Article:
I can’t think of any two people more disparate than Senator Ted Kennedy and my dad, pictured right. Dad was a rock-ribbed red-meat Republican. But he was more of a Goldwater Republican, not a religious man by any means. He would have been appalled by the way the “Religious Right” has come to dominate the party over the past few years. Dad had a loathing for the IRS, loved his guns, and thought the government should pretty much stay out of peoples’ business. Like all men, he had his faults. He had no love for gays and little for minorities. One could hardly call him a moderate.
So, I can’t think of two people who are more different than my dad and Ted Kennedy … but today, something tied them together.
Senator Kennedy was diagnosed today with a malignant brain tumor. The same thing that killed dad at 70 9 years ago. It was a diagnosis that devastated all of us, except dad. He went through the radiation, but not the chemo, as I recall. His best friend took him to Bloomington for the treatments most of the time. I think it gave them time to say goodbye. I took him once. He was in fairly good spirits, even knowing, I think, he was fighting a losing battle. It wasn’t more than 7 or 8 months from the diagnosis to the funeral home.
Like Senator Kennedy, dad began to act erratically. He couldn’t find things he never owned, and got angry about it. Mom knew something was wrong, and finally convinced him to go to the doctor. As I heard on All Things Considered this afternoon, Kennedy’s doctors said the tumor is difficult to remove surgically, and it’s extremely rare that they’ll get it all. Dad’s oncologist told us he could operate, but he’d damage the part of his brain that made him who he is. He’d be unable to speak, to talk, no memories, and we might buy a few months. Dad had always said he didn’t want to live like that. He opted not to have the surgery. What time we had left, we wanted to have our dad, not a body lying on a hospital bed.
Dad had always loved crossword puzzles. It’s one of the reasons I love to attempt to solve them to this day, sometimes with more success than others. On one visit home while dad was sick, he asked me to go get him an Indianapolis Star and a Louisville Courier Journal … two of the three papers he used to have delivered to the house. He said he thought he’d like to work a puzzle. The Courier Journal was always his favorite. I was thrilled. I walked down to the mini-mart a couple of blocks down the way and gladly got the papers. I don’t know why I had some glimmer of hope that he was getting better. Wishful thinking, I guess. He folded up the paper as he always did, took up his pen, and stared at the page. He couldn’t fill out one square. I think I knew at that point that we were just playing a waiting game.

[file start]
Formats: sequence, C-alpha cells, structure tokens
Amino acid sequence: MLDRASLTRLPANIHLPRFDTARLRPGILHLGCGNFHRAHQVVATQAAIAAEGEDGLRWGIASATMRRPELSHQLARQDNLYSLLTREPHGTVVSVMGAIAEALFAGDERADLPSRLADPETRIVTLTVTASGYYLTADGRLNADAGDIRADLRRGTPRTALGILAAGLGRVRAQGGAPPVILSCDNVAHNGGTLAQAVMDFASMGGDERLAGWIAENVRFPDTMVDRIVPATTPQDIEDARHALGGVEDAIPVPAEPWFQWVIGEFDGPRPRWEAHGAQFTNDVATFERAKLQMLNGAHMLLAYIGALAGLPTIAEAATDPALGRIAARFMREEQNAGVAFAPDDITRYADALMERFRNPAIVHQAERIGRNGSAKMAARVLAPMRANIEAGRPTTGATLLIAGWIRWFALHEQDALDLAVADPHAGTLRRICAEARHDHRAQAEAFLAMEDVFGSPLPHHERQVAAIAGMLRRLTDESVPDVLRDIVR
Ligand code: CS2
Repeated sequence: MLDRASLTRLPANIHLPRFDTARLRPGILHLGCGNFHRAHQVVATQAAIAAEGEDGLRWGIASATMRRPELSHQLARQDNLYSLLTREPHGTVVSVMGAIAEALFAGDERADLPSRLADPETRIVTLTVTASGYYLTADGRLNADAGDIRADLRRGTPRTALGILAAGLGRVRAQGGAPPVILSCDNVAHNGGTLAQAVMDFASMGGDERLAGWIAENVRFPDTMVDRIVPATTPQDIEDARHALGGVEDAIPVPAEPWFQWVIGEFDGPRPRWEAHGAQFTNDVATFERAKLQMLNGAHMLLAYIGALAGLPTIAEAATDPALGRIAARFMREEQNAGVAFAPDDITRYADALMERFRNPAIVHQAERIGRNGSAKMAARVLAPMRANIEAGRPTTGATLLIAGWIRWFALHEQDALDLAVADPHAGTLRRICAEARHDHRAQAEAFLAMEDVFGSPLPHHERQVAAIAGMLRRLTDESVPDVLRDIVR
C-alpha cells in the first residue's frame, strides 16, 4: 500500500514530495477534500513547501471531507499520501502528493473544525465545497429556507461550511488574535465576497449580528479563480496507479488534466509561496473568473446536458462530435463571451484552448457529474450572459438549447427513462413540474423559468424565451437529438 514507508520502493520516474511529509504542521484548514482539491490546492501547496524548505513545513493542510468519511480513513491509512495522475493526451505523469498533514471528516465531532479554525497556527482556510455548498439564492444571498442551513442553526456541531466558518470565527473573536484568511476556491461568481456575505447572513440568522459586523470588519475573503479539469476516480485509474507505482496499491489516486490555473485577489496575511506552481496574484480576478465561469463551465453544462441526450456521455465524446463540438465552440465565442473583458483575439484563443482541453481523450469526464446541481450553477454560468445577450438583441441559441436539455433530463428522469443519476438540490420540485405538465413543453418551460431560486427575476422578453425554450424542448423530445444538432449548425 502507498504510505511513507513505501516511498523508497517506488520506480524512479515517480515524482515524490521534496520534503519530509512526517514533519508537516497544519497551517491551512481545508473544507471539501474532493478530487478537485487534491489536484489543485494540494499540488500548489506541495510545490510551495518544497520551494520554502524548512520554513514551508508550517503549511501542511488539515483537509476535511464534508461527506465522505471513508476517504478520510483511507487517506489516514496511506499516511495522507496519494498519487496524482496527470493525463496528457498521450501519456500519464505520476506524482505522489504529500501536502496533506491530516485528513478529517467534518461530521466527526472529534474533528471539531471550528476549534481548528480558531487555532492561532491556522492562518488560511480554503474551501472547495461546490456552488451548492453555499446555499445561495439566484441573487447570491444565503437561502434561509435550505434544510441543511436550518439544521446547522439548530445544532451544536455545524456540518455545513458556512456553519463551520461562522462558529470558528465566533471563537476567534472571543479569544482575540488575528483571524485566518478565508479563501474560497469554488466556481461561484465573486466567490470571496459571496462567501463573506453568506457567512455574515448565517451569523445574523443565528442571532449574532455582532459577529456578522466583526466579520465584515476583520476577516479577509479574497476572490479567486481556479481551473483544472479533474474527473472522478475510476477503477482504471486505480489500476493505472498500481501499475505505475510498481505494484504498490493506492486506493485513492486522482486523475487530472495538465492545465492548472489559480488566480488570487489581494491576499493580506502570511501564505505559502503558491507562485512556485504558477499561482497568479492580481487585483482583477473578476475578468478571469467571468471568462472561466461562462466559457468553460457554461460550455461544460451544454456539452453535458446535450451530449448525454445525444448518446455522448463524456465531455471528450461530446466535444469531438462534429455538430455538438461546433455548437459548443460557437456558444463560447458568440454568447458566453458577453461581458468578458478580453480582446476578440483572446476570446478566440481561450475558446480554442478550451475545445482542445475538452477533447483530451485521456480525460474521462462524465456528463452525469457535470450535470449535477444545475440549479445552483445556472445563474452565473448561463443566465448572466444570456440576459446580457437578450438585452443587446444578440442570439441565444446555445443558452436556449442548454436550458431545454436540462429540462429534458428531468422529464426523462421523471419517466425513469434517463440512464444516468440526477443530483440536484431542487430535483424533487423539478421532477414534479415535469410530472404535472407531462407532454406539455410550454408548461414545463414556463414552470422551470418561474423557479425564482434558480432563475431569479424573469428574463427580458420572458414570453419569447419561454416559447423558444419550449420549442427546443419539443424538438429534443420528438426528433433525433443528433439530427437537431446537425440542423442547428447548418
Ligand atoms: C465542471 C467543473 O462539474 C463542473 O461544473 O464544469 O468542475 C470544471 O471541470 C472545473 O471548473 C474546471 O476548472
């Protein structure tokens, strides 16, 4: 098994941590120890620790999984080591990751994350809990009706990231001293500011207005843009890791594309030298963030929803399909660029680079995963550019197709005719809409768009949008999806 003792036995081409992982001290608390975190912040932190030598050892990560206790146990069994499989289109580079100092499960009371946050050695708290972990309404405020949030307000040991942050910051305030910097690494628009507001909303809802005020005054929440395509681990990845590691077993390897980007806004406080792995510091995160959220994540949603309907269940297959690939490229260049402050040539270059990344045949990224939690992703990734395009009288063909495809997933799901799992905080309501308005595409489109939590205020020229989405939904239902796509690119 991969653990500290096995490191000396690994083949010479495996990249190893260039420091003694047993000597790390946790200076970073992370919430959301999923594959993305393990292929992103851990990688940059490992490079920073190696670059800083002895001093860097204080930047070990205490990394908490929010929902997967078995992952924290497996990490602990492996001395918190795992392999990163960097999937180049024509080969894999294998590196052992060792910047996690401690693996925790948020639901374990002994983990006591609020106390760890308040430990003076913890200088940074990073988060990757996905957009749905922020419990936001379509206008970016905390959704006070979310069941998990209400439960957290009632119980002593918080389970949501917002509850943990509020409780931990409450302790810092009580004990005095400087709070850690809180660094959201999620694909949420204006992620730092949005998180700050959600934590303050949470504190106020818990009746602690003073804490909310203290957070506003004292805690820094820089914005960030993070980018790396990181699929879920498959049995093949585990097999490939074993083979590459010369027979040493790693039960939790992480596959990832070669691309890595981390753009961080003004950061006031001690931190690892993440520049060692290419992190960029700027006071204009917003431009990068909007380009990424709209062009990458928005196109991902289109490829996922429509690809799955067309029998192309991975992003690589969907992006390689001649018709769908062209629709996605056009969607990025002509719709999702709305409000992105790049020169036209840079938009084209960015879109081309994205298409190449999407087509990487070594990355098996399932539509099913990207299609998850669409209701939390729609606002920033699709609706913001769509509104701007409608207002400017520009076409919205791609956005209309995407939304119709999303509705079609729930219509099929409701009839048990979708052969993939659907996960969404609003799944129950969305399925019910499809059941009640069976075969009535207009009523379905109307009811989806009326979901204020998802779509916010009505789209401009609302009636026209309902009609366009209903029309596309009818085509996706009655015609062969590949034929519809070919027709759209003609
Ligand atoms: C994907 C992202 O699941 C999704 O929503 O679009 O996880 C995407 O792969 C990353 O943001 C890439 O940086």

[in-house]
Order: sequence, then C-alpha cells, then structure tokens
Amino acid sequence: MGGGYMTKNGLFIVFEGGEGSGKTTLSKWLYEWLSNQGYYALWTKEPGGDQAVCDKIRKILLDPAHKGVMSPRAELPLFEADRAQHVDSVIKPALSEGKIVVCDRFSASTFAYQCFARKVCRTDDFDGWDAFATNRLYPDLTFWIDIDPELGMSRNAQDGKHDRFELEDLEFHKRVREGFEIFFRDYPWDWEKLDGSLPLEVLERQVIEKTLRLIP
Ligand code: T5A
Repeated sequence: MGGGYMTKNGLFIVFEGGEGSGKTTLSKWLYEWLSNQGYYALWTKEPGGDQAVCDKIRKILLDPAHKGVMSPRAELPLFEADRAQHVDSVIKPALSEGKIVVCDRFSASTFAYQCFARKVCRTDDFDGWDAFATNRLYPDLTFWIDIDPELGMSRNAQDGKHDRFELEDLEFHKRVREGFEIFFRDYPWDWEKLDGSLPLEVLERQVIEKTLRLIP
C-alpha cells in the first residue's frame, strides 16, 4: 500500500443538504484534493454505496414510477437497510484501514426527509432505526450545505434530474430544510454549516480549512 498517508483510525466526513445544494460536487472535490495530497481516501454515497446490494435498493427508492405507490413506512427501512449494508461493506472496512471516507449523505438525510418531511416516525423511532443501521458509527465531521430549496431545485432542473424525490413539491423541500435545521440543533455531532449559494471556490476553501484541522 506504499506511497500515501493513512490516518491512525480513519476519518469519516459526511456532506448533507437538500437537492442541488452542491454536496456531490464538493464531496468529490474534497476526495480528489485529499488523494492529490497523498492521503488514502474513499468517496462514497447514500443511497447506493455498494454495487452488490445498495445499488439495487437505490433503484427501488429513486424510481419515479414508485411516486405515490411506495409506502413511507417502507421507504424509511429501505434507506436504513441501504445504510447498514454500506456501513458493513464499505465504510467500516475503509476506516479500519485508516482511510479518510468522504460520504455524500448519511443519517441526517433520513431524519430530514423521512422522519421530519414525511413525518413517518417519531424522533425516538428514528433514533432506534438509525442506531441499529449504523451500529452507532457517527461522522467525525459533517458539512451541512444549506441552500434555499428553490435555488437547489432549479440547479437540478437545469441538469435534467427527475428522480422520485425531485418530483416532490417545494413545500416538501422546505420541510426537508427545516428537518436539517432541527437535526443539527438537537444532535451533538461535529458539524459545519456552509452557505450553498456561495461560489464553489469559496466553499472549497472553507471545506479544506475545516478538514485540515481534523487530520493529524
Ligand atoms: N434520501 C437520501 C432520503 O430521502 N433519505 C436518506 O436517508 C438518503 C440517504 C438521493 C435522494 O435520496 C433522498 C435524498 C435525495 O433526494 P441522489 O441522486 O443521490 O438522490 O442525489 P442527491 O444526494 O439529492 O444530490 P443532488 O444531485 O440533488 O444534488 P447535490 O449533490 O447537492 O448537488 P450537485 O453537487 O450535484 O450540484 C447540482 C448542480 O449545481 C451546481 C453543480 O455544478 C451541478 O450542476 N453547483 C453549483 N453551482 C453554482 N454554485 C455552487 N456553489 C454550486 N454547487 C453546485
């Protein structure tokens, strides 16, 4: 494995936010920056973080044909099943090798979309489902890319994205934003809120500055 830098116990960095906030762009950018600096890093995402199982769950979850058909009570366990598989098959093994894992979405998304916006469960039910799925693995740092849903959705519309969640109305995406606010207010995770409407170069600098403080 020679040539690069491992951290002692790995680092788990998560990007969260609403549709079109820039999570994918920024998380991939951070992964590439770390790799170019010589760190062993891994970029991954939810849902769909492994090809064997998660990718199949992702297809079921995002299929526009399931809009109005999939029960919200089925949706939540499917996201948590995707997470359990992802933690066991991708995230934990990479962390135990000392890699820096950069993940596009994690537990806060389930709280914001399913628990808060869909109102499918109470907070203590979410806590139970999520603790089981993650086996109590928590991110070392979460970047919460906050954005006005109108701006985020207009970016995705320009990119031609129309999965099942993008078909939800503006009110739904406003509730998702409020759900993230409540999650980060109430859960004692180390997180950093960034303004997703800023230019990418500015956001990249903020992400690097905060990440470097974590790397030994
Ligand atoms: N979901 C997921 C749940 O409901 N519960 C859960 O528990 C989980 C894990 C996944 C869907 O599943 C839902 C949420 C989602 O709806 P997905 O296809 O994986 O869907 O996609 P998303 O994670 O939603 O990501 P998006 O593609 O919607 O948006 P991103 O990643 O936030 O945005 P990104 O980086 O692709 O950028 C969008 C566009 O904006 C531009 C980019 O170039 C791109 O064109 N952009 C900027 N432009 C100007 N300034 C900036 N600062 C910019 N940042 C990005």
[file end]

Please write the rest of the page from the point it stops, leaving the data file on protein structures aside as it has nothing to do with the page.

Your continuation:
When the end came, hospice was with mom, as was my sister, an RN. He’d been given a morphine drip for the pain. He passed quietly in his sleep, way too young.
Now, my dad never had the kind of impact on the nation as Senator Kennedy has. He was a good man, if a bit unambitious. Senator Kennedy was very ambitious, and his family for him. And even though I disagree with Senator Kennedy on most every issue, you can’t but admire him for his convictions.
But now, my dad, and Senator Kennedy have a diagnosis in common. The Kennedy family likely has little interest in my thoughts, I’m sure. But I do wish them well. I hope the nation is not treated to the spectacle of Senator Kennedy’s descent into that long goodnight. I suppose it’s possible that he’ll recover and survive. But the similarities are eerie, and when you’ve lived through it, you know the likely outcome. Good luck, Senator Kennedy.